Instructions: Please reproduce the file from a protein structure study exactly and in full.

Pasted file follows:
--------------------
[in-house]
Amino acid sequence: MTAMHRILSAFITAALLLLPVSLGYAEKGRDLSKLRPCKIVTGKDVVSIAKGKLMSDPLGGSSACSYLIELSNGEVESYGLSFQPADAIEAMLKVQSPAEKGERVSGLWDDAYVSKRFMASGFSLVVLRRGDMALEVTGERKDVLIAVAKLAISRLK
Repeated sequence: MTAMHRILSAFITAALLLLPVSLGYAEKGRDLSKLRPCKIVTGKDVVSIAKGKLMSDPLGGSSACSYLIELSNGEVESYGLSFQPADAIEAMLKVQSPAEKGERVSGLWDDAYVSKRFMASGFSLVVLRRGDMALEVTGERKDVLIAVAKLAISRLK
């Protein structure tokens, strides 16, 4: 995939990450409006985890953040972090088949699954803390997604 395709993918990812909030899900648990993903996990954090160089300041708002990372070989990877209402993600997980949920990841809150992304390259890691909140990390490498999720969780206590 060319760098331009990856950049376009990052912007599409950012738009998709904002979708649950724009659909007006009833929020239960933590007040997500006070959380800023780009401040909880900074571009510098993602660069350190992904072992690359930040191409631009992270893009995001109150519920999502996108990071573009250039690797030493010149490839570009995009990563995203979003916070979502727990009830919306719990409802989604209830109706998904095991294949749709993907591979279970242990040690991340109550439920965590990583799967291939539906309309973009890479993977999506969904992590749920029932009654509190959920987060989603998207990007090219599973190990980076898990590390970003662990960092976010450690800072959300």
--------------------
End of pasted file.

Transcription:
[in-house]
Amino acid sequence: MTAMHRILSAFITAALLLLPVSLGYAEKGRDLSKLRPCKIVTGKDVVSIAKGKLMSDPLGGSSACSYLIELSNGEVESYGLSFQPADAIEAMLKVQSPAEKGERVSGLWDDAYVSKRFMASGFSLVVLRRGDMALEVTGERKDVLIAVAKLAISRLK
Repeated sequence: MTAMHRILSAFITAALLLLPVSLGYAEKGRDLSKLRPCKIVTGKDVVSIAKGKLMSDPLGGSSACSYLIELSNGEVESYGLSFQPADAIEAMLKVQSPAEKGERVSGLWDDAYVSKRFMASGFSLVVLRRGDMALEVTGERKDVLIAVAKLAISRLK
């Protein structure tokens, strides 16, 4: 995939990450409006985890953040972090088949699954803390997604 395709993918990812909030899900648990993903996990954090160089300041708002990372070989990877209402993600997980949920990841809150992304390259890691909140990390490498999720969780206590 060319760098331009990856950049376009990052912007599409950012738009998709904002979708649950724009659909007006009833929020239960933590007040997500006070959380800023780009401040909880900074571009510098993602660069350190992904072992690359930040191409631009992270893009995001109150519920999502996108990071573009250039690797030493010149490839570009995009990563995203979003916070979502727990009830919306719990409802989604209830109706998904095991294949749709993907591979279970242990040690991340109550439920965590990583799967291939539906309309973009890479993977999506969904992590749920029932009654509190959920987060989603998207990007090219599973190990980076898990590390970003662990960092976010450690800072959300």